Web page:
Poison Plants For Pet Symbol

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Yarrow




Plant Name: 
Yarrow
Scientific Name: 
Achillea millefolium
Family: 
Asteraceae
Toxins: 
Glyco-alkaloids (achilleine and moschatine), hydrolysable tannins, volatile oils
Poisoning Symptoms: 
Drowsiness, lethargy, increased urination, diarrhea, vomiting, may cause skin irritation
Additional Information: 

Yarrow has a long history of use as a topical medication for wounds such as cuts and abrasions. The genus ‘Achillea’ being so named for the Greek character, Achilles, the hero of the Trojan war and the greatest warrior of Homer’s iliad, who reportedly carried Yarrow with his army to treat battle wounds. A flowering plant common to the entirety of the lower 48 states, Yarrow can be found in both grasslands and open forests. The herb is purported to have diaphoretic (the power to cause increased perspiration), astringent (aids in clotting when applied externally), and stimulant like properties. The primarly alkaloid in Yarrow, ‘achilleine’ has been shown to be haemostatic, reducing clotting time without toxic side-effects. It has also been reported to lower blood pressure and was isolated and used as a quinine substitute for the prevention of Malaria at the turn of the century.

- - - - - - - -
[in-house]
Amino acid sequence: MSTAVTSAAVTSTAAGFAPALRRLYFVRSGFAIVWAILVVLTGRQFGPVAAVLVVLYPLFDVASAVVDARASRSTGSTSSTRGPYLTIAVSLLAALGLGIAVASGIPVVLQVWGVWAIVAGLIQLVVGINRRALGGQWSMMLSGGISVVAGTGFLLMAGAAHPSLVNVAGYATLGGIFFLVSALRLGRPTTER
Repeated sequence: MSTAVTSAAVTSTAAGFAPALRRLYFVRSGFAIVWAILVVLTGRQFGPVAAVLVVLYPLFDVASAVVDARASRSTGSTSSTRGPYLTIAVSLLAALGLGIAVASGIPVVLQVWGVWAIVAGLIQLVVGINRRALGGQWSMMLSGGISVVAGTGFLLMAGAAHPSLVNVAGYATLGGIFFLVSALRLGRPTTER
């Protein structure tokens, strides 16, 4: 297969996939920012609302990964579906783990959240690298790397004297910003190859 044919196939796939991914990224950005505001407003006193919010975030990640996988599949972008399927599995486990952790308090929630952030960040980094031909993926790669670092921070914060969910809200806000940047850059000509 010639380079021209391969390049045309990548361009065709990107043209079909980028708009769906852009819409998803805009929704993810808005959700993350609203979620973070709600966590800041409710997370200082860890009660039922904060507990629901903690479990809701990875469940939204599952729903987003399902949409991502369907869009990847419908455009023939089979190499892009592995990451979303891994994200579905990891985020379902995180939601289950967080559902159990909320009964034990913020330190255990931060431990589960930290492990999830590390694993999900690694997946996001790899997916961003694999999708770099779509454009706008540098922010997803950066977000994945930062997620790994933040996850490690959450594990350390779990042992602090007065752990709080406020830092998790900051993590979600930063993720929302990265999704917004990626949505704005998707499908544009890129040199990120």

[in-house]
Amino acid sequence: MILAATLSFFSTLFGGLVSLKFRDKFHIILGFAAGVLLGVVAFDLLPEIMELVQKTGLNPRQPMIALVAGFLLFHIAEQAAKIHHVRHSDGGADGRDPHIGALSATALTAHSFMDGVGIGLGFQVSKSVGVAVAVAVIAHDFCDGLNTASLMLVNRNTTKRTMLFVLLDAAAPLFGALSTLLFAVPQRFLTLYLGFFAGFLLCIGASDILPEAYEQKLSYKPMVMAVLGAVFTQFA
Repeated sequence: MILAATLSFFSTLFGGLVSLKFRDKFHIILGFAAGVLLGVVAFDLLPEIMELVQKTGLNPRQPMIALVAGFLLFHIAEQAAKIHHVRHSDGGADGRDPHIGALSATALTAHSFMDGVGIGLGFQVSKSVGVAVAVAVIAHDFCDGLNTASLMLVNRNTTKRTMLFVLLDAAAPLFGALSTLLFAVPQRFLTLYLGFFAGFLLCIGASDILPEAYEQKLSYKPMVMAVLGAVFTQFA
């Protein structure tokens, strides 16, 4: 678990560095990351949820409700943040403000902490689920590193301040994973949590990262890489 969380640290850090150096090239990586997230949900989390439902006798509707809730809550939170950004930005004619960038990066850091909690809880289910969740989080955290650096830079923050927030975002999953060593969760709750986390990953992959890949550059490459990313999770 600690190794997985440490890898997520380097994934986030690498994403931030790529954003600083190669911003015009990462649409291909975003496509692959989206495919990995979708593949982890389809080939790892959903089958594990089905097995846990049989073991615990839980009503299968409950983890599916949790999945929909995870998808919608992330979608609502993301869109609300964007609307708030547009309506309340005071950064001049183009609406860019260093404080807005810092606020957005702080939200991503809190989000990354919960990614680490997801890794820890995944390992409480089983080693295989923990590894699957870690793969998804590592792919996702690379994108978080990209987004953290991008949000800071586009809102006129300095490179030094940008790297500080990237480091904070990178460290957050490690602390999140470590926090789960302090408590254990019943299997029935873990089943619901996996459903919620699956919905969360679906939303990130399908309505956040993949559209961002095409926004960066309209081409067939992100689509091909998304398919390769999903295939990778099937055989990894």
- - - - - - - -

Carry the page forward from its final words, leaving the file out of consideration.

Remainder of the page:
First Aid: 

Yarrow poisoning is rare, the tannins in the plant give it a bitter taste that tends to dissuade animals from over consumption. Additionally a pet would need to consume a nearly impossible amount of the plant to face potentially lethal consequences. In most cases symptoms will be limited to gastrointestinal upset (vomiting and diarrhea). Treatment is largely symptomatic ensuring that the animal remains properly hydrated and is prevented from ingesting more of the plant. Yarrow may cause elevated or more severe symptoms in pets that are allergy prone and non tolerant of ragweed and related plants in the Asteraceae or Compositae family such as chrysanthemums, marigolds, daisies, and many others. In pregnant animals yarrow may cause miscarriage and it is not recommended that pets be allowed to nurse from an animal that may have recently ingested Yarrow. There is also a concern that the anticoagulant properties of Yarrow may increase bleeding during and after surgery, so it is recommended that at least 2 weeks be given prior to surgery from the last known consumption of the plant. Prevent further ingestion and consult a veterinarian.

Species Affected: 
Toxic To Dogs
Toxic To Cats
Toxic To Horses
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